A visit to the family lost-and-found

Jan. 26, 2006, midnight | By Jason Meer | 15 years, 1 month ago

Abandoned Blazers reflect on reuniting with parents and rebuilding broken relationships

His parents met doing drugs. They separated for the same reason.

When he was six years old, senior Rafael Puesan was not surprised to watch his mother go to jail on drug charges. Feeling abandoned, his father fought to instill feelings of hatred towards Puesan's mother in Puesan and his two brothers, he says, but amidst the mixed emotions of loathing and longing, Puesan could not help but anticipate his mother's release.

Two years after her discharge, eight years after he last saw her face, Puesan moved back in with his mother, an event that reminded him of being without her during his early childhood years.

Puesan belongs to the 35 percent of children who live with one parent and whose biological parents never married, according to the U.S. Census Bureau of Household and Family Statistics. Many families like Puesan's fracture because the parents fail to get along. Even if his mother had not been sent to jail, Puesan believes that the relationship between his parents would have ended because his father had developed an interest in another woman with whom he now has three children.

Now, Puesan faces the difficult task of rebuilding his relationship with his mother. Like many other Blazers abandoned by a parent, Puesan holds mixed feelings about reuniting; he, however, remains thankful that both of his parents are back in his life.

Beyond the call of duty

As a three-year-old, there was no way junior Paul Peckham could have grasped the concept of custody. What he did know, however, was that his father had left the family, seemingly renouncing all paternal responsibility for him. His mother soon married another man, leaving him to wonder which father he could look to for support.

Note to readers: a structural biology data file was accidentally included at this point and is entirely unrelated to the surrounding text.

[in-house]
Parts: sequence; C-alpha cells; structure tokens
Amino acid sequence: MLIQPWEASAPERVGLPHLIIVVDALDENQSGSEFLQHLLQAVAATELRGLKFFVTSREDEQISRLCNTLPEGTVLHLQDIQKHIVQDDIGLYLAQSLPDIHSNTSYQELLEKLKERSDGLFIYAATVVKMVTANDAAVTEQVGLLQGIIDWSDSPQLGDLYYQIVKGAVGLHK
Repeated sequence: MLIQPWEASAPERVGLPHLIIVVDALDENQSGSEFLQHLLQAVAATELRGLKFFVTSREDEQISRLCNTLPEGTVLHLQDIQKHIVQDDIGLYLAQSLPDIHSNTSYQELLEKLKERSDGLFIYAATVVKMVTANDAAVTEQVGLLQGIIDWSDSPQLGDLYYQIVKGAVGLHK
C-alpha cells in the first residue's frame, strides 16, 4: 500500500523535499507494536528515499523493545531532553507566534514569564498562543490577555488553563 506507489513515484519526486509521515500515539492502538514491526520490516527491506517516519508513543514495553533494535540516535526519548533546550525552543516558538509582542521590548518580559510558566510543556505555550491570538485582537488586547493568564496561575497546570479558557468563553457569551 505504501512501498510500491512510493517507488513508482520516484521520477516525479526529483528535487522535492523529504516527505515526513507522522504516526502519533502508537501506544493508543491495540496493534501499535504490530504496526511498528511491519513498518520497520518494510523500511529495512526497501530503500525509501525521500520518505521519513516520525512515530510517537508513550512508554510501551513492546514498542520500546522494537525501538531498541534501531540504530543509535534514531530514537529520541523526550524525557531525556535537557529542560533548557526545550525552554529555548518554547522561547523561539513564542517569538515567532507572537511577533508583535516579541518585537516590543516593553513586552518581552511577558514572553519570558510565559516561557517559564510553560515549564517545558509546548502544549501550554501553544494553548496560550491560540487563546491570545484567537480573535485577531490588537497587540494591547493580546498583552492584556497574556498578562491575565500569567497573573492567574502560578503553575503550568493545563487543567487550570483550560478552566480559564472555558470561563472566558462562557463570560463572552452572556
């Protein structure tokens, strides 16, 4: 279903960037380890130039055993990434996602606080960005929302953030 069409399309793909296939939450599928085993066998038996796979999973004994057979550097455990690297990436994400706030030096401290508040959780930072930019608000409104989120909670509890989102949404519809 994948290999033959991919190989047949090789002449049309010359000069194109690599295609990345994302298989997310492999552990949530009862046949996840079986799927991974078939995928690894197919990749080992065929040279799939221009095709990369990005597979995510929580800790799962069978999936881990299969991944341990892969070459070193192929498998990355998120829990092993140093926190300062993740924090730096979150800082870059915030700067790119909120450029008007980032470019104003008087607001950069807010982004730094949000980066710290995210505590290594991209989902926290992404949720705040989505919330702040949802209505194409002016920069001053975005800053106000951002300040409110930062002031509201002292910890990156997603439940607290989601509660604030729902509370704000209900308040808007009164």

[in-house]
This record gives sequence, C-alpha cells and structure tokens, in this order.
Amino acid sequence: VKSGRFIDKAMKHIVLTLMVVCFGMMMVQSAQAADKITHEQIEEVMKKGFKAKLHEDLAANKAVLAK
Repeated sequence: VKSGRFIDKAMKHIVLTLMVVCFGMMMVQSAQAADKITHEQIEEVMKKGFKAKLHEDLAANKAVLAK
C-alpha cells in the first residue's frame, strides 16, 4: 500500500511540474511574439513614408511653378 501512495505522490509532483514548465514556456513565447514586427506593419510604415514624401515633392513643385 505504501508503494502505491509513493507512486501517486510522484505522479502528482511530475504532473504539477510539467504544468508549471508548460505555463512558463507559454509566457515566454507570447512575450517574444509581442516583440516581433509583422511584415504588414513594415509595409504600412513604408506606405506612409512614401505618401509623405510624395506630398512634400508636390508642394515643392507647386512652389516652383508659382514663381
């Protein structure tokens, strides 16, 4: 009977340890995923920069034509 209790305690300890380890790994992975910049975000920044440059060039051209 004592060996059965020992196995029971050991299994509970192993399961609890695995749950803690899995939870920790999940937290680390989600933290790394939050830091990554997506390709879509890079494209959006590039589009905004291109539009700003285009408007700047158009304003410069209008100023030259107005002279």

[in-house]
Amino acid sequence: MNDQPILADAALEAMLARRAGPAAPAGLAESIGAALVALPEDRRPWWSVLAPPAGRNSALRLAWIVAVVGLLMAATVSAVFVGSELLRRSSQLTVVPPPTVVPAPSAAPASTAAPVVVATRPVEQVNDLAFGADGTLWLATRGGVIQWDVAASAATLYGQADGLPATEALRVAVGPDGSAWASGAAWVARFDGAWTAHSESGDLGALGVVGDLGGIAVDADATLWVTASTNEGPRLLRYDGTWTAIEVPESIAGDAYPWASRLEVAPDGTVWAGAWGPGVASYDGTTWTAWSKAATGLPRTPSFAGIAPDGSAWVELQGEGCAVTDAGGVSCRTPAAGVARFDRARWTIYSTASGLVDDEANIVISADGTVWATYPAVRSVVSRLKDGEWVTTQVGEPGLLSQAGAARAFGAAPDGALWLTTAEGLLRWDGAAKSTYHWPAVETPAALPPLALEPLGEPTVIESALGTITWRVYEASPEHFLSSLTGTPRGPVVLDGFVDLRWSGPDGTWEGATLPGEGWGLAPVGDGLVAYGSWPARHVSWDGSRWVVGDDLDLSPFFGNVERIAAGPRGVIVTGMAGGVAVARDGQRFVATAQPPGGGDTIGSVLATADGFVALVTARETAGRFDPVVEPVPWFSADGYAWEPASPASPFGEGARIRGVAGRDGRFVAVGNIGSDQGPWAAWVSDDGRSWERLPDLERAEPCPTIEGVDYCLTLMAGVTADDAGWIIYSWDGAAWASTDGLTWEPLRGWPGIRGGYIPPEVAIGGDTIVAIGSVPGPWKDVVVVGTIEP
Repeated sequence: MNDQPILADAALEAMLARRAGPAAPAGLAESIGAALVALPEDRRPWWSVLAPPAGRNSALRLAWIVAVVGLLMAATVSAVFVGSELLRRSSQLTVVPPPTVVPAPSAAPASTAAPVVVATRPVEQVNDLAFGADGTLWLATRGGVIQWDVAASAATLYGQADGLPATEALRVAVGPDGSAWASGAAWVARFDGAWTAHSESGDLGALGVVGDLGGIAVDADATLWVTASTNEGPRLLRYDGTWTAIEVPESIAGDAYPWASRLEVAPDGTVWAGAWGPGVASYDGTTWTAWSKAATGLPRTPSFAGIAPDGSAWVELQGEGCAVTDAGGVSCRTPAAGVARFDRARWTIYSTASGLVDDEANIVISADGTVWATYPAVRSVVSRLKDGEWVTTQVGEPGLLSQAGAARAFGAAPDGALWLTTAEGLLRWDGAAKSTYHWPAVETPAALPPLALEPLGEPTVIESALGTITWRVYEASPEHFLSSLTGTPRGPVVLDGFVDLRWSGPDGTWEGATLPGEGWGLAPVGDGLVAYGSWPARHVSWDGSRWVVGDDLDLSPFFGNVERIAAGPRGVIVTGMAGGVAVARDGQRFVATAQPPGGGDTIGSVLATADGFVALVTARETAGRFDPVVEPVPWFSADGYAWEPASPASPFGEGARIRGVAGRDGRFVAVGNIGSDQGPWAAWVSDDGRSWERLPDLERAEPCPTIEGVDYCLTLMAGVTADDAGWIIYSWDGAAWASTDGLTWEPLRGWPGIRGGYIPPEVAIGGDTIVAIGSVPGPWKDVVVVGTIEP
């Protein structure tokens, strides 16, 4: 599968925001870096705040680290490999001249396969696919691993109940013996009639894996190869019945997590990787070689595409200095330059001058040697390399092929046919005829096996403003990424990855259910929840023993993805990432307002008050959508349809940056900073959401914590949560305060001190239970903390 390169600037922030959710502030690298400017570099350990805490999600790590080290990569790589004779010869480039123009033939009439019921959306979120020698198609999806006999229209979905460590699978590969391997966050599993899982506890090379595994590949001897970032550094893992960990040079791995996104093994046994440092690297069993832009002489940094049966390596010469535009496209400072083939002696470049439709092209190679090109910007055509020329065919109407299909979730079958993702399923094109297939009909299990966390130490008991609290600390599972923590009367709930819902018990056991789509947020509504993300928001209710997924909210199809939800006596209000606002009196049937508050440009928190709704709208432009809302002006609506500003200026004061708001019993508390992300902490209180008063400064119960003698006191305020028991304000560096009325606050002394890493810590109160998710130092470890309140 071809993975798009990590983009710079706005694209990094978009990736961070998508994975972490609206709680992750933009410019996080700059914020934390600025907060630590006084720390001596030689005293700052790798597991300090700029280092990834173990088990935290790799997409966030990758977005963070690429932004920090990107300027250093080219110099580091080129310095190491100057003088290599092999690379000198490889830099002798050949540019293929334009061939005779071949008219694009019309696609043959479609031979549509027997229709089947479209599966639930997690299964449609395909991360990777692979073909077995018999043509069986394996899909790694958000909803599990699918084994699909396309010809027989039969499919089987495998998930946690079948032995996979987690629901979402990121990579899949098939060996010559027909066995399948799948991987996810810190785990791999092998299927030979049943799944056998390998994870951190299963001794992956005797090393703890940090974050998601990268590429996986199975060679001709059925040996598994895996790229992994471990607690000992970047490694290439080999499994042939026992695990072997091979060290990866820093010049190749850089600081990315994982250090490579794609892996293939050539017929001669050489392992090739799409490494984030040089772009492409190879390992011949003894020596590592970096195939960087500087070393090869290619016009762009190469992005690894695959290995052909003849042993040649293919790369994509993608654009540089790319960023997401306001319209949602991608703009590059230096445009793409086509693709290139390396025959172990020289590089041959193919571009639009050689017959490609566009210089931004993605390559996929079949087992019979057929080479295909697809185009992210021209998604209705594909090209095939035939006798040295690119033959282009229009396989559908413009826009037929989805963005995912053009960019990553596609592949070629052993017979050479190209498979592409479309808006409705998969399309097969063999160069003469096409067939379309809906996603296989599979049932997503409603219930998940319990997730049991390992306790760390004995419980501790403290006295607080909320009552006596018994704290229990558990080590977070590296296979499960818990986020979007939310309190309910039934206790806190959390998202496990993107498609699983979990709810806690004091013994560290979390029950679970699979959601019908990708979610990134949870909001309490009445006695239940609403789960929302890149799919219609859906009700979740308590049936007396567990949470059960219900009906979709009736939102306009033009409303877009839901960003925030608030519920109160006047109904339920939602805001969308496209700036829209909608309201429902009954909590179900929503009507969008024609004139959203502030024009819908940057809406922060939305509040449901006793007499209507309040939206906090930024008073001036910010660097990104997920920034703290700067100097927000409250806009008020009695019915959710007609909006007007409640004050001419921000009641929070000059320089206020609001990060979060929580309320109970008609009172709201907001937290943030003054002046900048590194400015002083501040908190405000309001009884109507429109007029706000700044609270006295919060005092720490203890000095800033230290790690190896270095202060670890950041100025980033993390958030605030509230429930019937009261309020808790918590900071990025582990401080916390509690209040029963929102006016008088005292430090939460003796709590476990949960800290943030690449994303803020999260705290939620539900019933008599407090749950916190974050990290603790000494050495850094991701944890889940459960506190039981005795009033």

Since Peckham's biological father had no contact with him until he was 13 years old, he looked to his stepfather for guidance during his pre-adolescent years. Though his stepfather adopted him after marrying his mother, he feels their connection has never been as close as that of a father and son. Still, he appreciates his stepfather's effort to establish any type of bond. "That's really big of him to do that for someone that's not his [biological] kid. You would wish your own dad could do the same," he says.

MCPS psychologist Erica Edelman encourages teens to find alternative role models in the absence of a biological parent. "A single-parent family does not afford a child the full complement of attention of a dual-parent family," she says. Edelman believes that any type of mentor can substitute for the emotional stability a second parent provides.